Natalie, The Gittelmans, and Big Trout

Natalie - One of AOC's Best

Just finished talking with Mr. Gittelman about his fishing trip with us yesterday. He came by just to let me know how much fun he had catching 20 inch trout with our guide Natalie on the Roaring Fork last night (he said that it was the highlight of his trip). The scenerio is pretty familiar to me, but I'll relate it for posterity...
The Gittelmans came to our shop at around 4:30PM, and after signing the waivers and getting fitted for Gore-tex waders and boots, they headed down valley. The drive lasted only about 15 minutes, and although it took only a couple of minutes to get the waders on and get rigged up, it was just after 5PM by the time they stepped into the water. Natalie is arguably our best guide, she fly fishes around the world to much acclaim, and it didn't take her long to help the Gittelmans get over their first-time jitters. She started them out nymphing (fishing sub-surface), and they got onto fish almost immediately. Mr. Gittelman was all smiles when he laughingly admitted that they didn't actually net the first few fish that they hooked. He continued to say that it didn't take long for him to understand the importance of letting the fish run, and keeping the rod vertical after hooking a fish. He was very complimentary of Natalie's netting skills, and he also mentioned how much he liked the actual net - which was handmade for Natalie by her boyfriend Matt.
As is typical this time of year on the upper Roaring Fork, the big fun came for the Gittelmans as dusk decended and the trout started to feed on dry flies. Natalie easily recognized the change of tempo on the river (this girl is a predator!), and she had both Gittelmans changed over to drys when the action started. Needless to say, many trout were caught in the increasing darkness, but the highlight was a 20+ inch rainbow that Mr. Gittelman landed in a big silky pool above the swinging bridge. When he told me this, I gave him a firm handshake and a pat on the back - a 20 inch fish is quite a milestone. As he headed out the door to hike Aspen Mountain, he assured me that on his next visit he would fish with us at least two nights. You know what? I don't doubt that he will.

New Website with copy by Gary Hubbell

One of Gary's Images from our new site

Wow, I've been really busy the last couple of days and I haven't had a chance to update the blog. One of the things that has been keeping me occupied since I last posted, is the new website. Gary Hubbell, an ex-guide and friend of ours, produced the copy and layout with help from my father and a web-designer named Roy Brandt. The new website is currently its own entity, but it will soon be linked to aspenoutfitting.com, and also have a link to this wonderful blog. The articles that Mr. Hubbell, a nationally renowned outdoor writer and photographer, have written include the creation of the Ugartechea AOC/SG, an explanation of balanced shotgun loads, the superiority of side by sides for upland bird hunting, and the virtues of a custom-fitted shotgun. He also put together information on our other boxlock and sidelock guns, the actual process of custom gun fitting, our pricing and current inventory (soon to be updated), information on our highly acclaimed shotgun instruction and clinics, and discriptions of our variety of guided upland bird hunts. I really like the look of the new site, and the content is fabulous, so here's hoping that you enjoy it too!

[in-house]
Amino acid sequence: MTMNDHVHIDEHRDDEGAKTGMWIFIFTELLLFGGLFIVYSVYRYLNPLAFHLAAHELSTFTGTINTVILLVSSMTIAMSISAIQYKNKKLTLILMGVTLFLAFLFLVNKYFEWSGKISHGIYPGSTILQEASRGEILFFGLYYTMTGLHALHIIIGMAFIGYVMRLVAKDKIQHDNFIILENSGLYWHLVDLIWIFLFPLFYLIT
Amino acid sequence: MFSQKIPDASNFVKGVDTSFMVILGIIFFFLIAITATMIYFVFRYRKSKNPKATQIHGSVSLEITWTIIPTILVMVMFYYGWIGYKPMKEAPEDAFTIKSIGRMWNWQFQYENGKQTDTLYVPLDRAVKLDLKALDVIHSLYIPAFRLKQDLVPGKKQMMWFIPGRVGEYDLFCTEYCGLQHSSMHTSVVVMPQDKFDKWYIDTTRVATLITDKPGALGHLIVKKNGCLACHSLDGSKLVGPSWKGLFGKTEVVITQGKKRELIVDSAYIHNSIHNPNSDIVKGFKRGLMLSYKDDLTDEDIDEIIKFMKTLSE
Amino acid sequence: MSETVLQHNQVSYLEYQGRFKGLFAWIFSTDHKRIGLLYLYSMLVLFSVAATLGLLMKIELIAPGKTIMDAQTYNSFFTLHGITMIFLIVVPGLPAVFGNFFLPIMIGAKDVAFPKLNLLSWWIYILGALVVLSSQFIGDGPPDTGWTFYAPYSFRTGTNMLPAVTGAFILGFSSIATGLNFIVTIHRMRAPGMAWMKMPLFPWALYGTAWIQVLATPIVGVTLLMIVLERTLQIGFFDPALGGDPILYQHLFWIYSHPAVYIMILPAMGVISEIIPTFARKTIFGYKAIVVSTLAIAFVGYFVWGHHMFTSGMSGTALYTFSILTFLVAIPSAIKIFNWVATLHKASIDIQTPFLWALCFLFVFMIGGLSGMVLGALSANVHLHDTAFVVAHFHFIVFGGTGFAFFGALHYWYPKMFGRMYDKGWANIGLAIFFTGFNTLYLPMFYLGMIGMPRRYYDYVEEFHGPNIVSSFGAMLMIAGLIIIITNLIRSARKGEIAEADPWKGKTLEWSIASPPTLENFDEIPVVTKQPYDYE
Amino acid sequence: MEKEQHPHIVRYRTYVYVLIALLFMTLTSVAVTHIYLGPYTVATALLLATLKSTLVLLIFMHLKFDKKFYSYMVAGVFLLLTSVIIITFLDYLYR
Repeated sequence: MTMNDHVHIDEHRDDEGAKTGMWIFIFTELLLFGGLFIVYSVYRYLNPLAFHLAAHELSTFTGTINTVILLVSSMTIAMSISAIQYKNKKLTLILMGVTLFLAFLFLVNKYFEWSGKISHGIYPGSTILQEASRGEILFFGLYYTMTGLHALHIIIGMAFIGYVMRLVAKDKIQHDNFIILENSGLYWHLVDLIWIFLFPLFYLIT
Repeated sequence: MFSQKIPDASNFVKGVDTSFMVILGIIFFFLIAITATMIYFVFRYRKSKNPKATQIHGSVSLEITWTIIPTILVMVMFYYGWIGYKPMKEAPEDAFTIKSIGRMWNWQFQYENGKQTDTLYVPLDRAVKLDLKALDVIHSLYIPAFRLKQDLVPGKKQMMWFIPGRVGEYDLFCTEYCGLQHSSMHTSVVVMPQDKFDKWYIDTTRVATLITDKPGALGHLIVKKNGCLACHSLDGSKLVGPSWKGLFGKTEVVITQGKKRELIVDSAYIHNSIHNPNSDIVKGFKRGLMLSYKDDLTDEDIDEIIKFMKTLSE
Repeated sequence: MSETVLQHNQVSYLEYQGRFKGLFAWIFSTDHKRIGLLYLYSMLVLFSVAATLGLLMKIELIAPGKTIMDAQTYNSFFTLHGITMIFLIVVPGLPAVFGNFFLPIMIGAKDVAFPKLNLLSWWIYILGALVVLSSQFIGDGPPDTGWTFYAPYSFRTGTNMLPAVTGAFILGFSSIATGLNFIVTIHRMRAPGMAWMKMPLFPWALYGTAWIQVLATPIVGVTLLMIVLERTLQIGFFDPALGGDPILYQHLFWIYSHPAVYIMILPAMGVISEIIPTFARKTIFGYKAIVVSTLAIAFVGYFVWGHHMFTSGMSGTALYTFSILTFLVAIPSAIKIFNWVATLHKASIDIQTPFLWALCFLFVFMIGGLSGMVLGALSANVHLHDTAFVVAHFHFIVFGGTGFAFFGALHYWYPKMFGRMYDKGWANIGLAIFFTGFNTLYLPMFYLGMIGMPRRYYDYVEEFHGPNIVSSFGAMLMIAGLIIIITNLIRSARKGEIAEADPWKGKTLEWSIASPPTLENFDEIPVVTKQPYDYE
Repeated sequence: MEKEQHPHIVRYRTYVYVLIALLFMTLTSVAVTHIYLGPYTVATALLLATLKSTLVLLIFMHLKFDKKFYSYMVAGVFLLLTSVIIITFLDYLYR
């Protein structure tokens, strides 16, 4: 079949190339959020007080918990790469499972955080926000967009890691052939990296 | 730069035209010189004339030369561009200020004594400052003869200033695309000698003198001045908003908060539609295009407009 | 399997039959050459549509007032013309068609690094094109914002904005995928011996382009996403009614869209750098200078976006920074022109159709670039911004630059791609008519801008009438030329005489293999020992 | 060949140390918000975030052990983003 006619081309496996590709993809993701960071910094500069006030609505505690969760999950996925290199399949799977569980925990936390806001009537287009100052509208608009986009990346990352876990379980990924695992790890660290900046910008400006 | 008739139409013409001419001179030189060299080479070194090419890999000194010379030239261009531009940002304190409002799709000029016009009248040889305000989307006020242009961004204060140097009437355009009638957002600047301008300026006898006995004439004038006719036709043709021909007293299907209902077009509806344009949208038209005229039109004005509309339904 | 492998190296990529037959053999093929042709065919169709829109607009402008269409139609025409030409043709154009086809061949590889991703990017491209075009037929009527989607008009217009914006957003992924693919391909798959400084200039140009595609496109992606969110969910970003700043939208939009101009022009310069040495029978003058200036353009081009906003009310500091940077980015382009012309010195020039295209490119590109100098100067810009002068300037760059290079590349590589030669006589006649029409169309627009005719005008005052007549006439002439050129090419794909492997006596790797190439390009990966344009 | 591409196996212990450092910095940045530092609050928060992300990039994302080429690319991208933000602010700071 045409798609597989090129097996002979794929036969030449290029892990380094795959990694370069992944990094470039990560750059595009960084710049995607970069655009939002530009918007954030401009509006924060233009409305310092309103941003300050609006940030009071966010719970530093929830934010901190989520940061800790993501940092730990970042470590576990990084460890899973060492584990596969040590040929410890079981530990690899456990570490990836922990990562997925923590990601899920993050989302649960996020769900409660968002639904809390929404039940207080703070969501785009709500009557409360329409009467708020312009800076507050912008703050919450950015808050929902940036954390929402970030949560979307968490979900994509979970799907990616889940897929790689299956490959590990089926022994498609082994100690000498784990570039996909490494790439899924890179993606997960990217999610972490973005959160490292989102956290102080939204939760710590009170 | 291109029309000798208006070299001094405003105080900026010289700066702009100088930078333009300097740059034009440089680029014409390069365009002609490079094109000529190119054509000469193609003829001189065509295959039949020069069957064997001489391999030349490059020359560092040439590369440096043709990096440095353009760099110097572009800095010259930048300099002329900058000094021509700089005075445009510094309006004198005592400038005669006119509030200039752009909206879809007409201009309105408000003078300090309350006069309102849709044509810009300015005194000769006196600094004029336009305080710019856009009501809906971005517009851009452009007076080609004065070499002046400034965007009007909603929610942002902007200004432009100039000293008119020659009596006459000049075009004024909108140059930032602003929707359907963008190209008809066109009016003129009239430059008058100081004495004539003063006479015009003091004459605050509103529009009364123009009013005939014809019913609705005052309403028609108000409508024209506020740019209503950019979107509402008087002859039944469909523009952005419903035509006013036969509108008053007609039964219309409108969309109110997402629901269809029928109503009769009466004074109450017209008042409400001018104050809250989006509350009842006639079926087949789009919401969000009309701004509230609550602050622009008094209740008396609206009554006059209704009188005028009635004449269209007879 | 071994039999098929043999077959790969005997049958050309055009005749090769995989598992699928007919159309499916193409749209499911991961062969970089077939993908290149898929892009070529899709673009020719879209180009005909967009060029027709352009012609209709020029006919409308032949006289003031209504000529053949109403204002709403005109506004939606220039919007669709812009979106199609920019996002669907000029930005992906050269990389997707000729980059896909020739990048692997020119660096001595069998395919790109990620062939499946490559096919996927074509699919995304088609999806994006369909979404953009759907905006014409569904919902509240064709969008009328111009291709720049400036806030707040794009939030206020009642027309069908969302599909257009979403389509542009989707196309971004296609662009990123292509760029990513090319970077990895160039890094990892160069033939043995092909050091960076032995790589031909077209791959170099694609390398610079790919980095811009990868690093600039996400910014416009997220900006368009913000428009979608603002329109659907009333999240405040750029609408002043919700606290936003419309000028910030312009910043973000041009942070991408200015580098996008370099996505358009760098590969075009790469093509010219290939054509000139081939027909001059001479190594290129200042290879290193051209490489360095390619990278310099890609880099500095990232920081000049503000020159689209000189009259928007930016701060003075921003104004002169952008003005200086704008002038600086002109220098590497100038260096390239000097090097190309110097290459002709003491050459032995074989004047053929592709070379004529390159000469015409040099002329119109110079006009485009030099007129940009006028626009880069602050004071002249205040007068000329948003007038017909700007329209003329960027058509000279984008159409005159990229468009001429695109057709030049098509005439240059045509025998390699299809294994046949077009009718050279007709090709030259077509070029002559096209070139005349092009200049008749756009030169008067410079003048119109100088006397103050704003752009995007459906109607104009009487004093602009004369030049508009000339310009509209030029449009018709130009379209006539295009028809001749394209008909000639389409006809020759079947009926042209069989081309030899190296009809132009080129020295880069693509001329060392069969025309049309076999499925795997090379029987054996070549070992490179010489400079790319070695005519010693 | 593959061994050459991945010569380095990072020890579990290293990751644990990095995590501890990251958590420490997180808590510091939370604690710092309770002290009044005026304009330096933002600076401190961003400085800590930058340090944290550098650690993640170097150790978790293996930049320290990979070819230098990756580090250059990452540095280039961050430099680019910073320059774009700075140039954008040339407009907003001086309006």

Floating The Roaring Fork River

This AIRE Super Puma with Downriver Gunnison frame is ideal for 'the fork'...

Starting near the top of Independance Pass on the western slope of the Continental Divide, the fabled Roaring Fork River runs for nearly 70 miles in a northwest direction. After passing through the town of Aspen, 'the fork' picks up volume from various tributaries such as Hunter, Castle, and Maroon Creeks, and continues on down the valley to be bolstered by the famous Frying Pan River and eventually to join the Colorado River in Glenwood Springs. Much of the Roaring Fork is designated as Gold Medal Water, and although there are several public access points to this top-notch trout habitat, much of the river is protected by private property. In the upper end of the valley, AOC has leased substantial stretches of private water for over 20 years. Once you get past the Woody Creek section of the river however, the average property size drops considerably and it becomes difficult to accumulate any useable amount of river footage.
Due to this situation, floating becomes the best way to access the choice spots on the middle and lower Roaring Fork. Although we are small in comparison to some of the larger generic fly-shops in the area, we have been incorporated since 1969 and we tend to employ the classiest and most successful float-guides in the area. Most float trips last all day (8 hours), and in addition to accessing a longer strech of the river, floating the river shows our guests a different and often superior perspective.

Logging some shop time...

The Lobby Entrance of The St. Regis Aspen
(AOC is through the doors and to your left...)

Today is a Saturday, which is traditionally kind of slow. I've been in the shop since 7:30AM, we had a shooting trip go out at 8:00AM, and we have several fishing trips thisafternoon/evening. But at the east end of the St. Regis lobby right now, things are kind of quiet and slow. In the interest of keeping sane, and also in an attempt to draw any wandering guests into the shop, I am playing a fly-fishing classic on one of the video monitors... That's right folks, we are watching the Gary Borger South Island Sampler. Mr. Borger, a perennial favorite with the Wrangler Jeans wearing, hankerchief-around-the-neck, Slouchy hat and Poloroid Glasses old-school fishing club, is viciously assaulting some Sea-run Rainbows on the South Island of New Zealand. Awesomeness ensues...